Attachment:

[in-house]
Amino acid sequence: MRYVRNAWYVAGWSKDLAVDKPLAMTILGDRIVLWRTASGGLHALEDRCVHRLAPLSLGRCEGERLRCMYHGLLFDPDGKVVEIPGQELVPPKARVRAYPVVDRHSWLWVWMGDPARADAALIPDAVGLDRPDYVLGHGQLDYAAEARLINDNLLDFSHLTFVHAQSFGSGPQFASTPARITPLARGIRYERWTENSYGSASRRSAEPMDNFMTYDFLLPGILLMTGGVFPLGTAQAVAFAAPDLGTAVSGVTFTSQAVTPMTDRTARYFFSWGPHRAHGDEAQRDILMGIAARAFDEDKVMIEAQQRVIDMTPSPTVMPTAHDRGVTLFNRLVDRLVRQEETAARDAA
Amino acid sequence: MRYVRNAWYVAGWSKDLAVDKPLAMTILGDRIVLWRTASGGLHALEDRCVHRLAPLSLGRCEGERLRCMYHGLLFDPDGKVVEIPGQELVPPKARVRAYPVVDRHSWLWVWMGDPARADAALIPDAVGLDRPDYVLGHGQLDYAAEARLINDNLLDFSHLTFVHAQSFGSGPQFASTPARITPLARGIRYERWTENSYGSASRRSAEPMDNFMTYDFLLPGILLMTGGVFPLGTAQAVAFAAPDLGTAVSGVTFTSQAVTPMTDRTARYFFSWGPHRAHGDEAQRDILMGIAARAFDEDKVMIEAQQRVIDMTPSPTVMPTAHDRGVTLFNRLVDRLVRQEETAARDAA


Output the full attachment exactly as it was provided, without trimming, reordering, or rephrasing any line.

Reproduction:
[in-house]
Amino acid sequence: MRYVRNAWYVAGWSKDLAVDKPLAMTILGDRIVLWRTASGGLHALEDRCVHRLAPLSLGRCEGERLRCMYHGLLFDPDGKVVEIPGQELVPPKARVRAYPVVDRHSWLWVWMGDPARADAALIPDAVGLDRPDYVLGHGQLDYAAEARLINDNLLDFSHLTFVHAQSFGSGPQFASTPARITPLARGIRYERWTENSYGSASRRSAEPMDNFMTYDFLLPGILLMTGGVFPLGTAQAVAFAAPDLGTAVSGVTFTSQAVTPMTDRTARYFFSWGPHRAHGDEAQRDILMGIAARAFDEDKVMIEAQQRVIDMTPSPTVMPTAHDRGVTLFNRLVDRLVRQEETAARDAA
Amino acid sequence: MRYVRNAWYVAGWSKDLAVDKPLAMTILGDRIVLWRTASGGLHALEDRCVHRLAPLSLGRCEGERLRCMYHGLLFDPDGKVVEIPGQELVPPKARVRAYPVVDRHSWLWVWMGDPARADAALIPDAVGLDRPDYVLGHGQLDYAAEARLINDNLLDFSHLTFVHAQSFGSGPQFASTPARITPLARGIRYERWTENSYGSASRRSAEPMDNFMTYDFLLPGILLMTGGVFPLGTAQAVAFAAPDLGTAVSGVTFTSQAVTPMTDRTARYFFSWGPHRAHGDEAQRDILMGIAARAFDEDKVMIEAQQRVIDMTPSPTVMPTAHDRGVTLFNRLVDRLVRQEETAARDAA